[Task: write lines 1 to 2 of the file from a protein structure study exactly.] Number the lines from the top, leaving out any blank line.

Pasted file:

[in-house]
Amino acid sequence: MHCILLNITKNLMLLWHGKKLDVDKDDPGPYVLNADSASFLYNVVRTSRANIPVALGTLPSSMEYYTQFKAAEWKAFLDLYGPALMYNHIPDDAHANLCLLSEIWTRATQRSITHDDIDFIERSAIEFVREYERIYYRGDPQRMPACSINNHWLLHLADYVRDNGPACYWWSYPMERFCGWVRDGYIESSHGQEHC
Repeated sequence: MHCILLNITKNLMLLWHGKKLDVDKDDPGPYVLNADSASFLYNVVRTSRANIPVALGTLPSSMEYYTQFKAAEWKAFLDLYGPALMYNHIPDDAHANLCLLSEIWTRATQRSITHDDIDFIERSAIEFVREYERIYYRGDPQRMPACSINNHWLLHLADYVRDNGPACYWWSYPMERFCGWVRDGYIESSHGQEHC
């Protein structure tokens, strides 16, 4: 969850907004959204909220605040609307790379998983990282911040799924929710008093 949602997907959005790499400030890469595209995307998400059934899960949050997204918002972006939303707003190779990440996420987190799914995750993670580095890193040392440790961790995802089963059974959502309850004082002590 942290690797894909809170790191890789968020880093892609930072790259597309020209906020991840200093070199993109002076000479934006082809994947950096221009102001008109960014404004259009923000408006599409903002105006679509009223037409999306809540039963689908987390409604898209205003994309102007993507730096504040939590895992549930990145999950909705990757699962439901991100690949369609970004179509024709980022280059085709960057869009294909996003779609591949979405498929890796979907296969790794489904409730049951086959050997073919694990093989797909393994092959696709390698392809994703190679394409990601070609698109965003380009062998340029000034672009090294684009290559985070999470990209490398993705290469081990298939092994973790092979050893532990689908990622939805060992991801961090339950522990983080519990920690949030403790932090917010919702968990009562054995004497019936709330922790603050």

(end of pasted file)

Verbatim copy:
[in-house]
Amino acid sequence: MHCILLNITKNLMLLWHGKKLDVDKDDPGPYVLNADSASFLYNVVRTSRANIPVALGTLPSSMEYYTQFKAAEWKAFLDLYGPALMYNHIPDDAHANLCLLSEIWTRATQRSITHDDIDFIERSAIEFVREYERIYYRGDPQRMPACSINNHWLLHLADYVRDNGPACYWWSYPMERFCGWVRDGYIESSHGQEHC